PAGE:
Don’t burn down the forest

Small talk
Paweł Toński, the managing partner of Warsaw-based tax, legal and transactional consultancy Crido delves into the issue's surrounding the introduction of the Polish government's controversial tax reforms that form part of its 'Polski Ład' ('Polish Deal') and what they mean for the real estate market - as well as where we are (if anywhere) with getting REITs established in this country

What’s your assessment so far of the new Polish Tax Deal, a year after its introduction?

Paweł Toński, managing partner, Crido: If I was only going to talk about the intentions behind their introduction, they’re not all that bad. The Polish Deal was aimed at changing the proportion of the tax burden borne by different social groups and in Poland it’s still the case that the well-off are taxed relatively lightly. So, from an economic point of view, the Deal is targeted at improving the lot of those whose lives, for various reasons, have gone relatively badly. But that’s all from the conceptual point of view. However, the way in which the new laws have been introduced, both in practice and in terms of PR, has been a disaster. The vast majority of the regulations that make up the Polish Deal have been written into the tax system in a very clumsy manner. This could be seen straight away and everyone pointed it out, but the Ministry of Finance and the politicians ploughed on regardless. A few months later, a number of people were fired from the ministry and some of the rules were reversed, corrected or removed altogether. This created total chaos, while the public was left uninformed about the goals or the means by which they were to be achieved.

So in what kind of a position does this leave business?

Of course, at Crido we normally work with big businesses from the commercial real estate sector that face difficulties at many levels. What I’m mostly thinking about is the ban on writing off the depreciation of residential and commercial real estate buildings against tax. This clearly raises taxation levels, even though the rate itself hasn’t changed. The next problem is the wider issue of reporting, which even if it were done clearly and correctly, would be overly burdensome in administrative terms in relation to the information given by the Ministry of Finance. One egregious example is that a company has to report to its shareholders while they have to report their own activities. This is simply a repetition of information, which for the average real estate company is going to require at least one additional employee.

What are the risks of such instability?

Polish business people have been gritting their teeth and are at least taking into account financially the changes in their business plans. However, outside the country the situation is being viewed really badly. Potential investors feel lost and can’t keep up with the changes, nor why they are even happening. It is certainly discouraging them from investing in commercial real estate here in Poland. The emotional exhaustion in the market helps no one, while at the same time the treasury likes to attack the real estate sector with new responsibilities, limitations and changes. Our clients are often afraid that what they do will no longer mesh with reality.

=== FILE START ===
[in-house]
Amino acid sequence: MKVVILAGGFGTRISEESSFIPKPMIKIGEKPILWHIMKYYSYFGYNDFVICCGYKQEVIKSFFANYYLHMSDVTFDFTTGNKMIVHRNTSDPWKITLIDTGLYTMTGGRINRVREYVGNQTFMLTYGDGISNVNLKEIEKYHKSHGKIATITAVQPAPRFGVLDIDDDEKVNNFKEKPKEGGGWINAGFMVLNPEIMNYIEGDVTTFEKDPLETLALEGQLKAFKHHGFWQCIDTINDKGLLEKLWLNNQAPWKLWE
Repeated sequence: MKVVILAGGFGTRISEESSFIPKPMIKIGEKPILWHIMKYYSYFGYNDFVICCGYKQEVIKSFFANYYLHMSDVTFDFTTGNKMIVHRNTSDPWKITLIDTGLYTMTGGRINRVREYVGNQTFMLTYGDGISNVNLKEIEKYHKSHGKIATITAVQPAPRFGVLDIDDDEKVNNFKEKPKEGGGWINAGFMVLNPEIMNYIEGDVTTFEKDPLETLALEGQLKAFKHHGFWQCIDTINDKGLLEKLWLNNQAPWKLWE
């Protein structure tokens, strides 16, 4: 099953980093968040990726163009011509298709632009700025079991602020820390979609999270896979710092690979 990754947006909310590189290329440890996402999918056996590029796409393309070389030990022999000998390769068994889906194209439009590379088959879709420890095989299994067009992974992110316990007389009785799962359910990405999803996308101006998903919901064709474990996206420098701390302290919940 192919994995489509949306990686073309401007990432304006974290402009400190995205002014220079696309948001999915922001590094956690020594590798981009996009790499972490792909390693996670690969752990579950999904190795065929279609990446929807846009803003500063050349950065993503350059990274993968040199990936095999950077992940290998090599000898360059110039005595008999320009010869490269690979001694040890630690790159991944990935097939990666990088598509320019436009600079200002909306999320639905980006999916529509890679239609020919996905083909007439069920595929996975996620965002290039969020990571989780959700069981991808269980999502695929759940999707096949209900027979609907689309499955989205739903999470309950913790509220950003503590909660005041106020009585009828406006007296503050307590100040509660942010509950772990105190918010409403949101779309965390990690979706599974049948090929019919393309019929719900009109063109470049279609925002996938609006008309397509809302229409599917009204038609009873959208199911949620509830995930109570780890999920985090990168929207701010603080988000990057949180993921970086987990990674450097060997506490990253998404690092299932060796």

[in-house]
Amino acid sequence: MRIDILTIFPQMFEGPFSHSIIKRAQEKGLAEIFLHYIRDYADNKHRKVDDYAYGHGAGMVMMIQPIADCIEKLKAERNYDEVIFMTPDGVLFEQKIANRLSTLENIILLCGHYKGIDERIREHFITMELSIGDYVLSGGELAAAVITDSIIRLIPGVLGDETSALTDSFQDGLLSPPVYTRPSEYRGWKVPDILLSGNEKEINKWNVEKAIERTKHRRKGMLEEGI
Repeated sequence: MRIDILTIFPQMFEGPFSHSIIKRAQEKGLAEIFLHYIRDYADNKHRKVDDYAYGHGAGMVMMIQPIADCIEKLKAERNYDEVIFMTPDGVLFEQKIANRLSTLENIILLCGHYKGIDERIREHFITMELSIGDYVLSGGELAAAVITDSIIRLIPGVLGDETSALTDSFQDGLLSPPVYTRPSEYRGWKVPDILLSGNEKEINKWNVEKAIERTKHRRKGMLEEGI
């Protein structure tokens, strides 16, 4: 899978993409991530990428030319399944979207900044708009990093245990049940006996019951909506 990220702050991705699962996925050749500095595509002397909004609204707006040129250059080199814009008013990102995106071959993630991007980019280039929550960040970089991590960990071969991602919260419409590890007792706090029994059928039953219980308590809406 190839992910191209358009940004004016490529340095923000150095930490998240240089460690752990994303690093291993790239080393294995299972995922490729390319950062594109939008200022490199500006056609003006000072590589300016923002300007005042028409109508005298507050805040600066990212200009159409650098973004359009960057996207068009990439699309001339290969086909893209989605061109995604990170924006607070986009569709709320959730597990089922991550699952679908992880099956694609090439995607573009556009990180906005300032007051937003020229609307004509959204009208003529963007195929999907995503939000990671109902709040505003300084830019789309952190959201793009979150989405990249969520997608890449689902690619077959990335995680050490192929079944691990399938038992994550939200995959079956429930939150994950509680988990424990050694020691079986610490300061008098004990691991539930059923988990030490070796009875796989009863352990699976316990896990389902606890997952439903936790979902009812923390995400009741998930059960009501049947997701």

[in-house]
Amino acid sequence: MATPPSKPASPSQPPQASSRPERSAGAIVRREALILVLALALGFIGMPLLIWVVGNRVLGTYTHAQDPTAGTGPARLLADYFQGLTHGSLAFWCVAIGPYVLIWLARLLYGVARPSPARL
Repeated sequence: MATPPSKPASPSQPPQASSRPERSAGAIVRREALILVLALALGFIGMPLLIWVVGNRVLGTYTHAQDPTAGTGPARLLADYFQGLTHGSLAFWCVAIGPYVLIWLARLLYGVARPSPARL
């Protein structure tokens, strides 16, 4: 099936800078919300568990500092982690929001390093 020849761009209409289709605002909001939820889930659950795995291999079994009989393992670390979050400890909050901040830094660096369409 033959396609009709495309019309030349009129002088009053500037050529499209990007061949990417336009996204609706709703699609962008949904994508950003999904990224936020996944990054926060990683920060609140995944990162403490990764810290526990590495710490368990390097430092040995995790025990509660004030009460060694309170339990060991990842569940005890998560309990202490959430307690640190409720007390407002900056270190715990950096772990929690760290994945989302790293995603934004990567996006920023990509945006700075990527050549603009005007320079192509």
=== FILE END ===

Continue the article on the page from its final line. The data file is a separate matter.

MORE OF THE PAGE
What about the status of REITs, which still remains unclear?

Attempts to introduce REITs, in other words, funds that allow people to safely invest collectively in commercial real estate, have been ongoing in Poland for the last 15 years. When compared to other forms of investment savings, they are more secure than stock market shares and government bonds. Moreover, they provide an opportunity for investment diversification to provide higher returns. REITs enable individuals to pool their savings in a structured manner for large financial investments. The situation that we now have, however, is somewhat schizophrenic. On the one hand, property is generally seen as a solid investment, while on the other, the government has been blocking people from doing it in a sensible way for many years – and particularly those who don’t have that much money. At the same time, the government complains that commercial real estate is in the hands of foreign investors while doing nothing to strengthen Polish funds. This is a grotesque legislative failing.

Could institutional rentals also bounce back?

With the current economic situation, the regulation of the sector has almost become a necessity and this could stabilise the market. Fewer and fewer people will be able to afford mortgages and this is definitely going to improve the rental sector. Private rentals do not yet have the right platform, they are unpredictable and scattered, and this can result in abuse of the system. Rentals should not be limited by regulations that demand huge reports, but should instead simply secure the rights of both parties.

Do you know of any countries that might serve as a good example?

We have just had our third or fourth transaction this year with a Czech fund, which is actually a de facto REIT. The principles on which it operates make it possible to purchase large office buildings and logistics warehouses for a sensible return. Where the capital comes from is not important and you can see this through the foreign companies that own Polish office properties and logistics centres. The only thing that might unfreeze REITs is the possibility of Polish investors being allowed onto the institutional rental market, so that the wolf is fed but the sheep are still kept safe.

Interview: Julia Cudowska